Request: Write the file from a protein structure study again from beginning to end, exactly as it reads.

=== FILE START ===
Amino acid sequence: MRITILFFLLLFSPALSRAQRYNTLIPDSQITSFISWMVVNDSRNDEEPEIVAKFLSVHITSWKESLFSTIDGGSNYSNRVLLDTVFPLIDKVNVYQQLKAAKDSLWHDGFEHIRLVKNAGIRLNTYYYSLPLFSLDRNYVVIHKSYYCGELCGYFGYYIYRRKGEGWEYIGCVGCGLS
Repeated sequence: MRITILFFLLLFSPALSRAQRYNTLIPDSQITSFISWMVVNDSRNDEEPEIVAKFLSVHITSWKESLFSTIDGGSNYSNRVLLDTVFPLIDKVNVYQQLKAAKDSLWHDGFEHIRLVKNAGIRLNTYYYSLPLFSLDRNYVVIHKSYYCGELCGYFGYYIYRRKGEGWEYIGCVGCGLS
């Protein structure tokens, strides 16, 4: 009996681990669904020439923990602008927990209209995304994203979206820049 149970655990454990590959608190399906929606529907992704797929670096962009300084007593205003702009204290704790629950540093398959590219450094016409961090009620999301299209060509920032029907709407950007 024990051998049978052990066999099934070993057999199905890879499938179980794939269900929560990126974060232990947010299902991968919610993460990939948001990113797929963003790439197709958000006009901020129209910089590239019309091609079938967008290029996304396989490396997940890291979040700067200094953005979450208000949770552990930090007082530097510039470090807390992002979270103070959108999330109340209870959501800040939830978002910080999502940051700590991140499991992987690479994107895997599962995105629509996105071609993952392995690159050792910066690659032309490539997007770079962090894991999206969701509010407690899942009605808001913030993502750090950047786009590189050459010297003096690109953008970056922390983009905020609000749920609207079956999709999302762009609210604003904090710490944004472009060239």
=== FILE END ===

Amino acid sequence: MRITILFFLLLFSPALSRAQRYNTLIPDSQITSFISWMVVNDSRNDEEPEIVAKFLSVHITSWKESLFSTIDGGSNYSNRVLLDTVFPLIDKVNVYQQLKAAKDSLWHDGFEHIRLVKNAGIRLNTYYYSLPLFSLDRNYVVIHKSYYCGELCGYFGYYIYRRKGEGWEYIGCVGCGLS
Repeated sequence: MRITILFFLLLFSPALSRAQRYNTLIPDSQITSFISWMVVNDSRNDEEPEIVAKFLSVHITSWKESLFSTIDGGSNYSNRVLLDTVFPLIDKVNVYQQLKAAKDSLWHDGFEHIRLVKNAGIRLNTYYYSLPLFSLDRNYVVIHKSYYCGELCGYFGYYIYRRKGEGWEYIGCVGCGLS
């Protein structure tokens, strides 16, 4: 009996681990669904020439923990602008927990209209995304994203979206820049 149970655990454990590959608190399906929606529907992704797929670096962009300084007593205003702009204290704790629950540093398959590219450094016409961090009620999301299209060509920032029907709407950007 024990051998049978052990066999099934070993057999199905890879499938179980794939269900929560990126974060232990947010299902991968919610993460990939948001990113797929963003790439197709958000006009901020129209910089590239019309091609079938967008290029996304396989490396997940890291979040700067200094953005979450208000949770552990930090007082530097510039470090807390992002979270103070959108999330109340209870959501800040939830978002910080999502940051700590991140499991992987690479994107895997599962995105629509996105071609993952392995690159050792910066690659032309490539997007770079962090894991999206969701509010407690899942009605808001913030993502750090950047786009590189050459010297003096690109953008970056922390983009905020609000749920609207079956999709999302762009609210604003904090710490944004472009060239």